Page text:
Let’s get the elephant out of the room right away. The combat for Salt and Sanctuary is divine, exquisite, and utterly shite on any given day. Depending on your class and decisions, you may end up with ranged weapons, melee weapons, blunts, sharps, throwing, expandable, magic, and just about every other kind of variant of equipment that you can imagine. Once you get engaged with an enemy, things can go any number of ways. Maybe it’s a simple, shambling mob, and you just gotta mash Y until it explodes into a bloody haze. After all, your attack, dodging and jumping are tied to a stamina bar that will decrease in leaps or steps depending on how many variants are affecting your character at any given time. Maybe you’ve got some heavier armor on, maybe you’ve gotten afflicted by an enemy that slowed you down and is sapping your strength. There are so many potential influences in a simple match that you could think things are going well…right up until they don’t.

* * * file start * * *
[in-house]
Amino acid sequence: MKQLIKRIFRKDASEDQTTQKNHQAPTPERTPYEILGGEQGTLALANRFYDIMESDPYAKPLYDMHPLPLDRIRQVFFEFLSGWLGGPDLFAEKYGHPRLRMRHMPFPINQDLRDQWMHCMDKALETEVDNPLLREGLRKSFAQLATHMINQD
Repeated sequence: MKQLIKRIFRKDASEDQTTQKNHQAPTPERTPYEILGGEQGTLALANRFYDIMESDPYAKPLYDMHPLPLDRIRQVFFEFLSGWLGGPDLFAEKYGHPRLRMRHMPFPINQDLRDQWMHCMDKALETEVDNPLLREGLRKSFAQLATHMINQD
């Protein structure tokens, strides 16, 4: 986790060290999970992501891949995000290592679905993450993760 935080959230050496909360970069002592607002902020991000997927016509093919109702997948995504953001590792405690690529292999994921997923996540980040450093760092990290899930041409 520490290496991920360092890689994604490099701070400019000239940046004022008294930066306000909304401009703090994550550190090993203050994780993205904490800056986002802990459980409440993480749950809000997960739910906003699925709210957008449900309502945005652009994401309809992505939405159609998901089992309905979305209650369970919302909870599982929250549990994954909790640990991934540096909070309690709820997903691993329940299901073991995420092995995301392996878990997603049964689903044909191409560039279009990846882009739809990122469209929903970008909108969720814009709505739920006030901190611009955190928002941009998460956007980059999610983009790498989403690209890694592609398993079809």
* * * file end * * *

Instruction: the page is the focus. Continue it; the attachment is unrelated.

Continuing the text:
That’s also because this game is absolute top-tier when it comes to ganging up on you. As early as the very first location you start dealing with enemies coming out of the ground and the woodwork, striking at you with serious damage while other bastards, some you can’t even see, shoot bolts down at you. So now you’ve gotta up your defensive game as well, figuring out if you have enough stamina for a dodge roll followed by a quick strike to stun an enemy long enough to build your stamina back up again OR if you wanna throw up a shield, absorb the projectile but potentially get overwhelmed, as yet another zombie comes out from behind the bookcase to murder you. This is all stuff you’re thinking about as soon as the game starts, and it doesn’t get REMOTELY simpler. Soon there’s great beasts that charge you, armored and steeled foes who fight like actual players, any number of jerks who have projectile weapons and, later, magic, and bastard bats that just fly down and annoy you with poison before flitting away to ping you again in a couple of seconds. You start to develop some good habits fast to survive. Swapping between long and short-range melee weapons fast. Dropping bags of salt to give you a second to breathe, or even tossing knives to enrage one enemy and draw him away from the pack, hopefully creating enough of a buffer for you to deal with things one on one. And then…there are the bosses.